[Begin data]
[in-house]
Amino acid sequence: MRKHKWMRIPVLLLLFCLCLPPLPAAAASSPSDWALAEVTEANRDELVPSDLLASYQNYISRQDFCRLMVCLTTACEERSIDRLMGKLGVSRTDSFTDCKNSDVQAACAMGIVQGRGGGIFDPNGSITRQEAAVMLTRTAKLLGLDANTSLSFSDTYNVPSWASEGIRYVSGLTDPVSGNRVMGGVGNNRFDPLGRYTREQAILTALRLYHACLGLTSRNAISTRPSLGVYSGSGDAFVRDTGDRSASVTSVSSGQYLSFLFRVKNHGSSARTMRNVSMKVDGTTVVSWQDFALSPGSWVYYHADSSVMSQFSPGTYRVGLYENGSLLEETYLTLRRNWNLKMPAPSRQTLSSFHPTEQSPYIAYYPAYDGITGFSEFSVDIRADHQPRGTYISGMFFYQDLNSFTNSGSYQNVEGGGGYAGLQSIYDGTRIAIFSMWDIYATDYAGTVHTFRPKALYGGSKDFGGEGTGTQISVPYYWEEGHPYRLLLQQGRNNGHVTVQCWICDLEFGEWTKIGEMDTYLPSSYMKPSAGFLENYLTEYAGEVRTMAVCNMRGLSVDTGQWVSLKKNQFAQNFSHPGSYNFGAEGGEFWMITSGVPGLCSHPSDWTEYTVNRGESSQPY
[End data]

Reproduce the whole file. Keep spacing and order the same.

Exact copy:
[in-house]
Amino acid sequence: MRKHKWMRIPVLLLLFCLCLPPLPAAAASSPSDWALAEVTEANRDELVPSDLLASYQNYISRQDFCRLMVCLTTACEERSIDRLMGKLGVSRTDSFTDCKNSDVQAACAMGIVQGRGGGIFDPNGSITRQEAAVMLTRTAKLLGLDANTSLSFSDTYNVPSWASEGIRYVSGLTDPVSGNRVMGGVGNNRFDPLGRYTREQAILTALRLYHACLGLTSRNAISTRPSLGVYSGSGDAFVRDTGDRSASVTSVSSGQYLSFLFRVKNHGSSARTMRNVSMKVDGTTVVSWQDFALSPGSWVYYHADSSVMSQFSPGTYRVGLYENGSLLEETYLTLRRNWNLKMPAPSRQTLSSFHPTEQSPYIAYYPAYDGITGFSEFSVDIRADHQPRGTYISGMFFYQDLNSFTNSGSYQNVEGGGGYAGLQSIYDGTRIAIFSMWDIYATDYAGTVHTFRPKALYGGSKDFGGEGTGTQISVPYYWEEGHPYRLLLQQGRNNGHVTVQCWICDLEFGEWTKIGEMDTYLPSSYMKPSAGFLENYLTEYAGEVRTMAVCNMRGLSVDTGQWVSLKKNQFAQNFSHPGSYNFGAEGGEFWMITSGVPGLCSHPSDWTEYTVNRGESSQPY